Dr Steven Bloch
1160 Park Avenue West
Highland Park, IL
Dr Julius Few
875 North Michigan Avenue
Chicago, IL 60611
In tonight's Medical Watch -- Lipo with a laser. Some say it's a better fix for fat without the bumps. But will it burn? The experts weigh in.
Jamey Heniken, SlimLipo Patient: "There was just loose stuff and it wasn't going away."
Three kids and lots of exercise later, Jamey Heniken found some spots were there to stay.
Jamey: "I wanted to be able to wear some different clothes and bathing suit and feel better about myself."
What she didn't want were the dimples associated with traditional liposuction.
Jamey: "It was going to look like granny skin, like a turkey neck on my abdomen."
Dr. Steven Bloch offered a smoother alternative called SlimLipo.
Dr. Steven Bloch, Plastic Surgeon: "This is the first method that I have seen where were actually melting the fat and getting some skin tightening at the same time."
Using differing wavelengths, a laser heats and tightens the skin from the surface and shrinks and melts fat underneath. All while traditional liposuction sucks the fat from inside. A good combination if it works.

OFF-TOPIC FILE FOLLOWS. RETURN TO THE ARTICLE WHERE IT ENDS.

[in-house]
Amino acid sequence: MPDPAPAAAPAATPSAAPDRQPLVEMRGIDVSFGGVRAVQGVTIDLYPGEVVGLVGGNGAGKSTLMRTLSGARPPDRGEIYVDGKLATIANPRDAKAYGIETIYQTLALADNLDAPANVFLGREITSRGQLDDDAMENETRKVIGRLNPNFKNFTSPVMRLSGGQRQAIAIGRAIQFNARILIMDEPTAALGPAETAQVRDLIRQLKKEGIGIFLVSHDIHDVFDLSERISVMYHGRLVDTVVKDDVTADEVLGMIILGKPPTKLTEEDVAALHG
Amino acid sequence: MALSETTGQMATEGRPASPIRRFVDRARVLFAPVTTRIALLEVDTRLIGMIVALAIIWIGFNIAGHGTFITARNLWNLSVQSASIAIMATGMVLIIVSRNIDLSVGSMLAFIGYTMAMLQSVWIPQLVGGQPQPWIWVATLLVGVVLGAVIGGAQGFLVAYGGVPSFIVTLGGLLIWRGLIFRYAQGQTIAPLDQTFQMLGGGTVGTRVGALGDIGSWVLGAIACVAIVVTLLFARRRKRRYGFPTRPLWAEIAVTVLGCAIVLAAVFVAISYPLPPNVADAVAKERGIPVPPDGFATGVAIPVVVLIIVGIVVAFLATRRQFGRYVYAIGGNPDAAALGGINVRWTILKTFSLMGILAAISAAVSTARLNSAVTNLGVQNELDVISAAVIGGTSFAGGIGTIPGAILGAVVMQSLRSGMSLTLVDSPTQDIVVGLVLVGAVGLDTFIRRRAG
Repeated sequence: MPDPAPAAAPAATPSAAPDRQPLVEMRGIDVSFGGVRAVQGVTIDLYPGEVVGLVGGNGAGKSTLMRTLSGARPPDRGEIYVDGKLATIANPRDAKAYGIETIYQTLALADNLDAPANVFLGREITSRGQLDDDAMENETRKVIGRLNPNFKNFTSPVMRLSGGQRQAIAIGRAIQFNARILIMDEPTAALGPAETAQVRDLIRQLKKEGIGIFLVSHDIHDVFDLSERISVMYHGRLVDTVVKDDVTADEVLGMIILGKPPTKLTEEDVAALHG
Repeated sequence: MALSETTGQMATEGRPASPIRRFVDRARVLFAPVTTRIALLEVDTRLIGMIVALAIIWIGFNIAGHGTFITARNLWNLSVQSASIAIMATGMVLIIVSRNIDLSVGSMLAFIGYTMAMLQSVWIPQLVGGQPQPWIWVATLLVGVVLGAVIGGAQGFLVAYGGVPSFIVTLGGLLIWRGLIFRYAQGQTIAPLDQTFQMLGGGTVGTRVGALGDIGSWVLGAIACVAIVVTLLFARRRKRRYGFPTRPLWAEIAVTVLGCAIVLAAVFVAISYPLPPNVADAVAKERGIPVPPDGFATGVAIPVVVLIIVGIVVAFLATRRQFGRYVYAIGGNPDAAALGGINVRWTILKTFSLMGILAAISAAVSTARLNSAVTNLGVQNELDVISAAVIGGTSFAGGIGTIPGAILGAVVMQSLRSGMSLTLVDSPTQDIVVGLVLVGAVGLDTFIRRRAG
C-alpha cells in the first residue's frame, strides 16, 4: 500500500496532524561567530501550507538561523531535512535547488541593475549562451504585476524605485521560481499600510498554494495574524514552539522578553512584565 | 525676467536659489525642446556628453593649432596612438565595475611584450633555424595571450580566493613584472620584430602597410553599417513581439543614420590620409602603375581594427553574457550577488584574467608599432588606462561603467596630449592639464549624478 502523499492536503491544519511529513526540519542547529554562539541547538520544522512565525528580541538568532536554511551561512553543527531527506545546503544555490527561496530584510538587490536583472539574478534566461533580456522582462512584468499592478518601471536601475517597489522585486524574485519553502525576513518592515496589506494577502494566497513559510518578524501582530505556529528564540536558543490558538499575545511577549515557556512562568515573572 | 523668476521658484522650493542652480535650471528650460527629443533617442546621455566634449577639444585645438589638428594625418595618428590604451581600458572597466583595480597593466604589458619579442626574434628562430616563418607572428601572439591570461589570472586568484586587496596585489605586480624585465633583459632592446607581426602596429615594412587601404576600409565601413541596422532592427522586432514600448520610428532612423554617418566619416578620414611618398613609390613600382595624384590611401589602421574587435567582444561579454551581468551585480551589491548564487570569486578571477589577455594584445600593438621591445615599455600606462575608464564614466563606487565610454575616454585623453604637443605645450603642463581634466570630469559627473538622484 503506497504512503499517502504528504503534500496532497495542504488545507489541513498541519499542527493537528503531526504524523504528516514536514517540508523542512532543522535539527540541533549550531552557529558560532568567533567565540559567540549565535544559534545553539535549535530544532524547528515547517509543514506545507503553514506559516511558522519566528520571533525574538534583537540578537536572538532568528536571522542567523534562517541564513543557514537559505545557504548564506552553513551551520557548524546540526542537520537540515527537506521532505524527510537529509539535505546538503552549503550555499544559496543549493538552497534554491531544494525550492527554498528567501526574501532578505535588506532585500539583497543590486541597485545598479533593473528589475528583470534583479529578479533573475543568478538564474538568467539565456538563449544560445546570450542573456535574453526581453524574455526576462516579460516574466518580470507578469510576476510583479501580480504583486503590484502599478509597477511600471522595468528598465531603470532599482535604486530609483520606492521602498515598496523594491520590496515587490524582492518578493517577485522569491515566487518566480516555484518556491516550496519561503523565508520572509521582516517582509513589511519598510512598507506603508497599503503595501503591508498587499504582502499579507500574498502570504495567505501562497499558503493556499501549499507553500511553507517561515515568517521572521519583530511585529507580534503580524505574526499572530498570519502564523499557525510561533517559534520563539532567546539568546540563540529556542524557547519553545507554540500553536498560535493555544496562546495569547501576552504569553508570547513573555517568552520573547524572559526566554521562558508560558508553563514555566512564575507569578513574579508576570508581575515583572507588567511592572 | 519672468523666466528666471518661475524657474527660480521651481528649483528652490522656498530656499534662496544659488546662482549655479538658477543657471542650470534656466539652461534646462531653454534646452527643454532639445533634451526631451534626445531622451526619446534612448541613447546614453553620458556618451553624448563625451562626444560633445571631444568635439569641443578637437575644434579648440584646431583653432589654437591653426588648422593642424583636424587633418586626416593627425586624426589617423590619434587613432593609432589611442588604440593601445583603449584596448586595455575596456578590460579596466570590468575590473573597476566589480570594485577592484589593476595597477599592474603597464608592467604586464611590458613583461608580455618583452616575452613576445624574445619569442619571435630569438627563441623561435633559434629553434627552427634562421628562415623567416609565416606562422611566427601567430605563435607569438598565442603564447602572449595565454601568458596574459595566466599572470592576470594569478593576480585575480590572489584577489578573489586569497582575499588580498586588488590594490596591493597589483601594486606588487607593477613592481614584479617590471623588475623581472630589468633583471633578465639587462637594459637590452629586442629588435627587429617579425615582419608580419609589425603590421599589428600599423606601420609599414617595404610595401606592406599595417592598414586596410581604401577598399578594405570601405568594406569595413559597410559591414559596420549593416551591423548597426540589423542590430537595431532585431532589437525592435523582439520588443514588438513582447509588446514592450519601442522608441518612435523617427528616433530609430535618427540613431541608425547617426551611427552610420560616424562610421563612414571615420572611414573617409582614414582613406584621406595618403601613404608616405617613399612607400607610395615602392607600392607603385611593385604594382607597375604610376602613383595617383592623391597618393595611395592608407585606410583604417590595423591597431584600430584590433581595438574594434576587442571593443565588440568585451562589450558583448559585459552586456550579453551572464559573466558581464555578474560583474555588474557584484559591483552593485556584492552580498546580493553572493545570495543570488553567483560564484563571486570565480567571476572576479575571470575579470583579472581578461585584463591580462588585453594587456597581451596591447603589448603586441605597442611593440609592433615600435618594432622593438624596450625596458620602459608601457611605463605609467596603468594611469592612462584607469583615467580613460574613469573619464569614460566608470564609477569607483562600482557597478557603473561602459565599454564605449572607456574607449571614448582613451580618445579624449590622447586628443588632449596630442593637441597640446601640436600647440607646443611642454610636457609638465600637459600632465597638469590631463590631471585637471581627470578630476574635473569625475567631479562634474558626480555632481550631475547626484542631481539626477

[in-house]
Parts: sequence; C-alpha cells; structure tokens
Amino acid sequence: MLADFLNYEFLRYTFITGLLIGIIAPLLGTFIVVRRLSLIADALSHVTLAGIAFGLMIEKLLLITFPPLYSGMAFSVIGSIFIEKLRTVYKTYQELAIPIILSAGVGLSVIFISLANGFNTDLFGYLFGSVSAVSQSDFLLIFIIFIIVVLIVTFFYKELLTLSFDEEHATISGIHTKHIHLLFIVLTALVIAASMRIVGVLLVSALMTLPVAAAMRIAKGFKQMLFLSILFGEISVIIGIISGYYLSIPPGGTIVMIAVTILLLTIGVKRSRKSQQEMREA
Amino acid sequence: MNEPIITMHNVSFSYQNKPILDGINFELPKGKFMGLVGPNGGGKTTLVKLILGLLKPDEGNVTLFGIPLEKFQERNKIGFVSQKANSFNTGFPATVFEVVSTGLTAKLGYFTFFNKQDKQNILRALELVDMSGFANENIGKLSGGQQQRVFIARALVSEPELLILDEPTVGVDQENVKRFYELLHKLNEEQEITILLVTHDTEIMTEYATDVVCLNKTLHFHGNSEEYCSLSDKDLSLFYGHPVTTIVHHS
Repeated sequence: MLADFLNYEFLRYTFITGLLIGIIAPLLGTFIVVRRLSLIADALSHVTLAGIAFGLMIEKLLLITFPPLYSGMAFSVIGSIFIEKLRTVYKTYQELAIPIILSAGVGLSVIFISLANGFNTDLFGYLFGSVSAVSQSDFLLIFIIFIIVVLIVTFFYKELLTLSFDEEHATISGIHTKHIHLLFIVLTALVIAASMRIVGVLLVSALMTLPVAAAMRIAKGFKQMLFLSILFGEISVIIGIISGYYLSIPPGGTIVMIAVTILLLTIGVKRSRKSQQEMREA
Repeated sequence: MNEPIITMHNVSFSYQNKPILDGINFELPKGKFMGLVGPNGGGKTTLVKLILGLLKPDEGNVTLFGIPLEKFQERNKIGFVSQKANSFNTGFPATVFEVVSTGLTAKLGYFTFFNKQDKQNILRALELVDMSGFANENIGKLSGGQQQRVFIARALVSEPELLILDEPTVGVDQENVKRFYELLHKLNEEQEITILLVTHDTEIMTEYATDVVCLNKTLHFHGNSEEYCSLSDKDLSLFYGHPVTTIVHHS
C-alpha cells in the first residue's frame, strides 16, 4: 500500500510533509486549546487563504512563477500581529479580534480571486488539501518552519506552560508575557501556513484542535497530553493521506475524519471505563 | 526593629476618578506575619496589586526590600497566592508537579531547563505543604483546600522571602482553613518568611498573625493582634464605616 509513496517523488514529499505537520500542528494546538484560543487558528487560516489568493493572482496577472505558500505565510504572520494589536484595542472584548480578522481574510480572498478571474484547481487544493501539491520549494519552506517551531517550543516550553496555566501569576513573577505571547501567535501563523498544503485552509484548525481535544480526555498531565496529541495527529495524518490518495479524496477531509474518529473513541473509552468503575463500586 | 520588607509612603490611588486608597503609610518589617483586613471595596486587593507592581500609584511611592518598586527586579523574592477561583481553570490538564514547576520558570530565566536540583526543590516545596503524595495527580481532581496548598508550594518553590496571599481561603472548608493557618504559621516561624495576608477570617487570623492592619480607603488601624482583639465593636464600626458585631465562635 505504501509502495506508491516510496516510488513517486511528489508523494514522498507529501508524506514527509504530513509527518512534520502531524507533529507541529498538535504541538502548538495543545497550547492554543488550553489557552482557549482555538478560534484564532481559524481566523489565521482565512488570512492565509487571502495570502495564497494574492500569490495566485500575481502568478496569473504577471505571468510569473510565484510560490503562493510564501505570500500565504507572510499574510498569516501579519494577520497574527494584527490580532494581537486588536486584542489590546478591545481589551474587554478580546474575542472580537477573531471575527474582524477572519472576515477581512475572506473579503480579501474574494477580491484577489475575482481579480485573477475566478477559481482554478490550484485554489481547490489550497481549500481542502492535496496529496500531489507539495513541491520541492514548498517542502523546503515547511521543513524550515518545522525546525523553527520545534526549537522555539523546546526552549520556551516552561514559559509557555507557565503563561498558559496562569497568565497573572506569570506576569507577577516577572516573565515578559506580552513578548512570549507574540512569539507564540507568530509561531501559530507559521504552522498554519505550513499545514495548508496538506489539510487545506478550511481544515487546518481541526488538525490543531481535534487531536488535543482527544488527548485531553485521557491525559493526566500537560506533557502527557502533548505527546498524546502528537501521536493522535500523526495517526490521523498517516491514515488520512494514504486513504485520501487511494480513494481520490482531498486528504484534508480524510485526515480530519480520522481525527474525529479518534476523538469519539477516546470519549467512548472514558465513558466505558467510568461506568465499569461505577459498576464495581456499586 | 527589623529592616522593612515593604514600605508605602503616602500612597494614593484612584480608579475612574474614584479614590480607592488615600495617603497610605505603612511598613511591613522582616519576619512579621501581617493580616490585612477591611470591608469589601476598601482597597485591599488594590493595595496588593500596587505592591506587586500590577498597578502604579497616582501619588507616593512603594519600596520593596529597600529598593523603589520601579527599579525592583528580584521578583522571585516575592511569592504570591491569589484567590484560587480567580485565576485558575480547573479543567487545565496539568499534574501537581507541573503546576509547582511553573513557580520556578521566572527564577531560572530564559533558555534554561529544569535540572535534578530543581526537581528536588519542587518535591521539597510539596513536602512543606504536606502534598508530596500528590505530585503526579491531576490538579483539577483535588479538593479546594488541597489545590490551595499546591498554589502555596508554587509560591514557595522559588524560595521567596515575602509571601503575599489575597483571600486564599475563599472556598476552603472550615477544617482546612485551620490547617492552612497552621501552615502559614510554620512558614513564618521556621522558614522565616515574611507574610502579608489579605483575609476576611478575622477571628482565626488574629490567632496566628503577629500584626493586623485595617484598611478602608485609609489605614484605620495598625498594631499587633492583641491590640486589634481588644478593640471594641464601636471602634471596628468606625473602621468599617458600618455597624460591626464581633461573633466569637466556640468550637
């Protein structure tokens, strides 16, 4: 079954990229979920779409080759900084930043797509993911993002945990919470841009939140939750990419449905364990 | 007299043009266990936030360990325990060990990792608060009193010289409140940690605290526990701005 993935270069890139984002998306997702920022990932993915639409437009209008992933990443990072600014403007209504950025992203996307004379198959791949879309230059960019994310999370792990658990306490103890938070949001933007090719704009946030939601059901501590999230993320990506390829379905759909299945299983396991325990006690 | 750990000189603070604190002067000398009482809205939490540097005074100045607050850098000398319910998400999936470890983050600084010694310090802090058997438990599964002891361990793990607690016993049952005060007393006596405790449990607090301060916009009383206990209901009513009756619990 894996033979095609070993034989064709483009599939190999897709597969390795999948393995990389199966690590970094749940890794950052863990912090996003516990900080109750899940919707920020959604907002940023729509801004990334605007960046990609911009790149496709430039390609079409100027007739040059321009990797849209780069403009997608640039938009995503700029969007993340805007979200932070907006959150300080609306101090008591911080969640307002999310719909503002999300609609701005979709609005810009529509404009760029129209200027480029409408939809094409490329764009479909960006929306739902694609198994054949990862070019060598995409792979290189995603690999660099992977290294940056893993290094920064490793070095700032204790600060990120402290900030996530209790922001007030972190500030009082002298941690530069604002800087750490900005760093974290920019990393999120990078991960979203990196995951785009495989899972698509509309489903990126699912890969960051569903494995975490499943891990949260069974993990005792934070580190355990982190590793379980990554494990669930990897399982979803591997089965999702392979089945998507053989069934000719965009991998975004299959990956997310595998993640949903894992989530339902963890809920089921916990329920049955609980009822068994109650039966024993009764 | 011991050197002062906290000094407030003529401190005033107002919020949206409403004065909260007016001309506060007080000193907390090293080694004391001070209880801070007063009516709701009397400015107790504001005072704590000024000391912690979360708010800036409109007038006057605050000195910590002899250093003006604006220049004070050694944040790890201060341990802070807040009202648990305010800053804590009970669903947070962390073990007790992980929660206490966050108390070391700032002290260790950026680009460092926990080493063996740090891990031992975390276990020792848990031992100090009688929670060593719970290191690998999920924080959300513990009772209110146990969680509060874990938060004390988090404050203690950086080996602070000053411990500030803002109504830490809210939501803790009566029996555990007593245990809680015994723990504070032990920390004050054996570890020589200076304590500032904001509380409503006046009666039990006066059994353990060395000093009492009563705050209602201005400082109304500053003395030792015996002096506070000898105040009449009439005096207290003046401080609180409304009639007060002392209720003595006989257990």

Dr. Bloch: "We might be able to go in, heat up the deeper tissue really get some skin tightening and perhaps avoid a larger operation such as a tummy tuck."
But some doctors warn, traditional liposuction has been successful for 25 years while laser studies are still underway, some with mixed results.
Dr. Julius Few, Plastic Surgeon: "Anytime that we're looking at heating the tissue or using laser light to affect the way the fat behaves there's always a risk that you may see a different degree of inflammation."
And a chance for burns. But Jamey says she looks hot and she had no complications but lots of definition.
Jamey: "I love it. It's great. I have a waist."
If a doctor is offering SlimLipo, ask questions like how many people have they treated? And do your own work ... surgeons say losing a little weight before lipo yields the best results.Copyright © 2014, The Baltimore Sun